sion systems.

Next Steps:

As a con
sequence of two days of di
s-
cussions with a broad range of planetary science, r
o-
botics, and human spaceflight experts at the GSFC
Expl
o
ration Telerobotics Symposium, some specific
near
-
term a
c
tivities to advance
development of Mars
-
relevant c
a
pabilities were suggested: 1)
In
order to
synergize sc
i
ence and human exploration, it is essential
to
engage the scientific community in
topical wor
k-
shops to develop specific scenarios for scientific expl
o-
ration of Mars using
low
-
latency telepresence and tied
to the NRC Decadal Survey goals; 2)
A number of

state
-
of
-
the
-
art capabilities based on current terrestrial
te
l
erobotics exploration activities (deep
-
sea operations
and mining, tele
-
surgery, etc.) are already within reach.

Operations feasibility a
s
sessment at analog field sites
should be co
n
ducted with telerobotic systems similar
to those that could be d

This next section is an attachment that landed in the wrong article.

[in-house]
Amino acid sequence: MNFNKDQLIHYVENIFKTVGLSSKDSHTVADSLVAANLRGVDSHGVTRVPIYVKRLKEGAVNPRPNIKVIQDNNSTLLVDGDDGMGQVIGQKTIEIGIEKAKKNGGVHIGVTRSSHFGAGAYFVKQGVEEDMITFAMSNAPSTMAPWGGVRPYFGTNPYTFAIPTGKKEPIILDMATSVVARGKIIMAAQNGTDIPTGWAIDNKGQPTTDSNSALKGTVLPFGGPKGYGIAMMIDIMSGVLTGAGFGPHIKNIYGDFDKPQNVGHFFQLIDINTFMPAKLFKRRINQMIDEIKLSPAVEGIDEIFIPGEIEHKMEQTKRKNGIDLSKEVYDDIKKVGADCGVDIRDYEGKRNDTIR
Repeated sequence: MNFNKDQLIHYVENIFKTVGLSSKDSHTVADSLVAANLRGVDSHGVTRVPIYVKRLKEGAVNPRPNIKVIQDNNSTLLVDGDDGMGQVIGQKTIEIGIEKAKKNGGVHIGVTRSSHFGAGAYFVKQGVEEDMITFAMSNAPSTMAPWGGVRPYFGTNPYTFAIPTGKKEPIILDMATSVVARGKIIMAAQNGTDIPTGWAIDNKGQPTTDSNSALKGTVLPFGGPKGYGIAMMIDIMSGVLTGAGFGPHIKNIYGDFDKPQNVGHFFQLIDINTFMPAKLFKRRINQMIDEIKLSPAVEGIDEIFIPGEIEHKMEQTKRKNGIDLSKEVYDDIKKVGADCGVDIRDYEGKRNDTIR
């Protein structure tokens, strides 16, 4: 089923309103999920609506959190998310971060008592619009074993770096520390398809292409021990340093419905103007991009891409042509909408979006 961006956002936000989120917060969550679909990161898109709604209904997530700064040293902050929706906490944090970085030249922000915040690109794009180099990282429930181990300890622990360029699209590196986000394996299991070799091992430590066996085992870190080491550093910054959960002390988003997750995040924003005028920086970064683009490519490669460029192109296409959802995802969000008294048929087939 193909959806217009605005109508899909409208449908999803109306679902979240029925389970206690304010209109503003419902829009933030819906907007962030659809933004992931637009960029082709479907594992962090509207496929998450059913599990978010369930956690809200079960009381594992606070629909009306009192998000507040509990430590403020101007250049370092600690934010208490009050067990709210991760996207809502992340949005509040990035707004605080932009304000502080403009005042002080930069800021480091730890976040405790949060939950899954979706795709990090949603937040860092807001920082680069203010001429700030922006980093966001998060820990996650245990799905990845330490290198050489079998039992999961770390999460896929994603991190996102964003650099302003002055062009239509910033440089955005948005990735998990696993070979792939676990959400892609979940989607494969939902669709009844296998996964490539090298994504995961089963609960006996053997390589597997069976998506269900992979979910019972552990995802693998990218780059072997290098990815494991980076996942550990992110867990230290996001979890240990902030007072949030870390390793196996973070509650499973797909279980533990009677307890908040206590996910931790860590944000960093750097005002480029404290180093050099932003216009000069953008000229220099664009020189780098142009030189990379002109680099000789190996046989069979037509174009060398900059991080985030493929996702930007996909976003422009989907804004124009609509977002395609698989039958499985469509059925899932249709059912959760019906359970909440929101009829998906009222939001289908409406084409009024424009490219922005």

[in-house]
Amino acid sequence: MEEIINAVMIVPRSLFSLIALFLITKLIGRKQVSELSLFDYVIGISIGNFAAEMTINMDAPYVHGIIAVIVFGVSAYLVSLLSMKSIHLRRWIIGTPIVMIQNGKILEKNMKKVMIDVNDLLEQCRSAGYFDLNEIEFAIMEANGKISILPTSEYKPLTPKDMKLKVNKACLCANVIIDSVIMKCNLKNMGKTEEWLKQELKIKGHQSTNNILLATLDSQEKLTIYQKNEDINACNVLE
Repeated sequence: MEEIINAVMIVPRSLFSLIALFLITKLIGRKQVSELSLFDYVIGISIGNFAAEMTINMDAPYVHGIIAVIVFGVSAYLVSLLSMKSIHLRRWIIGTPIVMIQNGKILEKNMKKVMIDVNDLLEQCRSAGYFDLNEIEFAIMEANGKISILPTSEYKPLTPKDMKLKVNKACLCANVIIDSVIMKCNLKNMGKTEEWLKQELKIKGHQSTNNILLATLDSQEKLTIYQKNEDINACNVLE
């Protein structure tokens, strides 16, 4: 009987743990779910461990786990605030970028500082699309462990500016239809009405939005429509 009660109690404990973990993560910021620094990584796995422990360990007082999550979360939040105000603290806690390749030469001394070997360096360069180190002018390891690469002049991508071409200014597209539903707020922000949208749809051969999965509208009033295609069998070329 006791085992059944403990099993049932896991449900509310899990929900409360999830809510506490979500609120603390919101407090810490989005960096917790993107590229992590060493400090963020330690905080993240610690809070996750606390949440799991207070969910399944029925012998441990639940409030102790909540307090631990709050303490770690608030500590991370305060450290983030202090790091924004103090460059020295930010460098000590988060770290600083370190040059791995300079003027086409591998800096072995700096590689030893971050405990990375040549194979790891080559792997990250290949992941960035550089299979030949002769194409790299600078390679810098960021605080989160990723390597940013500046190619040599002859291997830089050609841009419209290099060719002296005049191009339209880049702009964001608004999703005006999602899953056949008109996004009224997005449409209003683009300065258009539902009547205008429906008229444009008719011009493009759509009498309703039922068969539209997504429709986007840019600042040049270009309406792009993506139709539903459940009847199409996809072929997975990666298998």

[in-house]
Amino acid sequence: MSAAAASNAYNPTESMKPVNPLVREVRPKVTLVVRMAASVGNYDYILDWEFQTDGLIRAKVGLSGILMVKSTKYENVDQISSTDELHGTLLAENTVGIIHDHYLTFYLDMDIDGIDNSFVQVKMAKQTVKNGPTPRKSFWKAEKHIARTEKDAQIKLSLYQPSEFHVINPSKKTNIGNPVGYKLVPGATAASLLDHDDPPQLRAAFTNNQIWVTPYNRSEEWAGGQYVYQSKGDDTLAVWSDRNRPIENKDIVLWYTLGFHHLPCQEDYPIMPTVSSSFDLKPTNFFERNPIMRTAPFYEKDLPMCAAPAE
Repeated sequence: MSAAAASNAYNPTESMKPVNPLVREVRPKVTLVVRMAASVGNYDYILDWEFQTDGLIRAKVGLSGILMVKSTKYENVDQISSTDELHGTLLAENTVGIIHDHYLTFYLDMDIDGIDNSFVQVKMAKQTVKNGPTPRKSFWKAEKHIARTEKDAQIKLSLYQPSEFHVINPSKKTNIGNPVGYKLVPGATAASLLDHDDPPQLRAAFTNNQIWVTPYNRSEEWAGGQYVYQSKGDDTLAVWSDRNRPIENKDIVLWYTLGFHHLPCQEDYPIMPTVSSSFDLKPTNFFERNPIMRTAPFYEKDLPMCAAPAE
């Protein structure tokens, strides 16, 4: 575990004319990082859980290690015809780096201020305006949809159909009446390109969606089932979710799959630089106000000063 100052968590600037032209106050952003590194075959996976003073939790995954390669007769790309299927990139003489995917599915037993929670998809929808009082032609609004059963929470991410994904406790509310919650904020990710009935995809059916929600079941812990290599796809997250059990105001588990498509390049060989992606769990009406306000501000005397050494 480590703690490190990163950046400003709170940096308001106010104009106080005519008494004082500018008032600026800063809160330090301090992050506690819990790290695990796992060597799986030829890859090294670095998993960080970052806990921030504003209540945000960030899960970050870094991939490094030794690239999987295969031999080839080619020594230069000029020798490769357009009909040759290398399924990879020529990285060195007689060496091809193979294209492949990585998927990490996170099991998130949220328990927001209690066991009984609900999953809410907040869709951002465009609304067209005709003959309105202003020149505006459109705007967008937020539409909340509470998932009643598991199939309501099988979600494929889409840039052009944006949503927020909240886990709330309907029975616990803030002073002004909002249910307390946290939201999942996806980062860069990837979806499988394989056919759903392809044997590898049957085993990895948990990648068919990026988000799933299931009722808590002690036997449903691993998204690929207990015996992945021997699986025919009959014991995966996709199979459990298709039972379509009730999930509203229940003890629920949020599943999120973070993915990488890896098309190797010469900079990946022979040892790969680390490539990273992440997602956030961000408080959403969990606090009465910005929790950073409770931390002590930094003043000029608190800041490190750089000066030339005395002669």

e
veloped for use at Mars; 3)
Investments in key robotics technologies such as sen
s-
ing and perception, mobility, manipulati
on, human
-
systems integration and auto
n
omy are needed; 4) A
mission of the caliber described, synergizing sc
i
ence
and human exploration, requires public/private as well
as international collaboration and these partne
r
ships
must be fostered as soon as po
s
si
ble
.
The strong work
throughout the international community on space te
l-
erobotic technologies bears on these efforts, and pr
o-
vides a clear path to fruitful partne
r
ship
.

We believe that using telerobotics to extend h
u-
man cognition can be highly advantageous
in achie
v-
ing Mars science prior
i
ties
. This kind of human
-
robot
partnership add
i
tionally offers opportunities for many
future space destinations
.

The public appeal of such a
mission scenario (humans to Mars orbit tele
-
operating
robots on the Martian surfac
e) will inspire the next
generation of American scientists and eng
i
neers.


References:


[1] NRC Planetary Decadal Survey (2011) NRC Press.

[2] Garvin, J.B. (2004) Earth, Moon and Planets, Vo
l
ume 94, pp
221
-
232

[3] Schmidt, G. et al. (2011) HERRO Missions
to Mars and Venus
Using Telerobotic Surface Explor
a
tion from Orbit, AIAA Space
2011

[4] Podnar, G. et al. (2010) Telesupervised R
o
botic Systems and the
Human Exploration of Mars, Journal of Cosmology, vol 12, 4058
-
4067

[5] Bualat, M., Deans, M., Fong, T.,
et al. (2012) ISS Crew Control
of Surface Telerobotics. Global Space Explor
a
tion Conference.

4214
.
pdf
Concepts

and

Approaches

for

Mars

Exploration

(
2012
)